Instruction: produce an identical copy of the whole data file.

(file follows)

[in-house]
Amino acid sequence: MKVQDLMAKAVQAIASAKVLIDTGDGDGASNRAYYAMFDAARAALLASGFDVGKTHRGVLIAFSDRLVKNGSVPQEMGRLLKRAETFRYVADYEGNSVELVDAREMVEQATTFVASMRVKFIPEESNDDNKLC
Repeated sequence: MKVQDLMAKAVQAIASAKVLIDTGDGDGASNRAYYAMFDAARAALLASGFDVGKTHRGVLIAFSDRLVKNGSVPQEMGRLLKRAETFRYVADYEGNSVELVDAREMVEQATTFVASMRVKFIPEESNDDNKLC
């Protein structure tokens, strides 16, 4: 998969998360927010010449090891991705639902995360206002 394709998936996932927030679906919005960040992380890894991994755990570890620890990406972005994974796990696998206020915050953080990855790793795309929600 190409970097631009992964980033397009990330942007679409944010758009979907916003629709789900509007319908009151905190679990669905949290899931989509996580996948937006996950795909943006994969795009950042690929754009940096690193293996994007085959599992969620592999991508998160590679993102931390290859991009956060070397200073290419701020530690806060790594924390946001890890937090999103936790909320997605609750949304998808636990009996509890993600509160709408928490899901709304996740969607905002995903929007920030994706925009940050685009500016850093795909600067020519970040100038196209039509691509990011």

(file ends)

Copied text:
[in-house]
Amino acid sequence: MKVQDLMAKAVQAIASAKVLIDTGDGDGASNRAYYAMFDAARAALLASGFDVGKTHRGVLIAFSDRLVKNGSVPQEMGRLLKRAETFRYVADYEGNSVELVDAREMVEQATTFVASMRVKFIPEESNDDNKLC
Repeated sequence: MKVQDLMAKAVQAIASAKVLIDTGDGDGASNRAYYAMFDAARAALLASGFDVGKTHRGVLIAFSDRLVKNGSVPQEMGRLLKRAETFRYVADYEGNSVELVDAREMVEQATTFVASMRVKFIPEESNDDNKLC
């Protein structure tokens, strides 16, 4: 998969998360927010010449090891991705639902995360206002 394709998936996932927030679906919005960040992380890894991994755990570890620890990406972005994974796990696998206020915050953080990855790793795309929600 190409970097631009992964980033397009990330942007679409944010758009979907916003629709789900509007319908009151905190679990669905949290899931989509996580996948937006996950795909943006994969795009950042690929754009940096690193293996994007085959599992969620592999991508998160590679993102931390290859991009956060070397200073290419701020530690806060790594924390946001890890937090999103936790909320997605609750949304998808636990009996509890993600509160709408928490899901709304996740969607905002995903929007920030994706925009940050685009500016850093795909600067020519970040100038196209039509691509990011």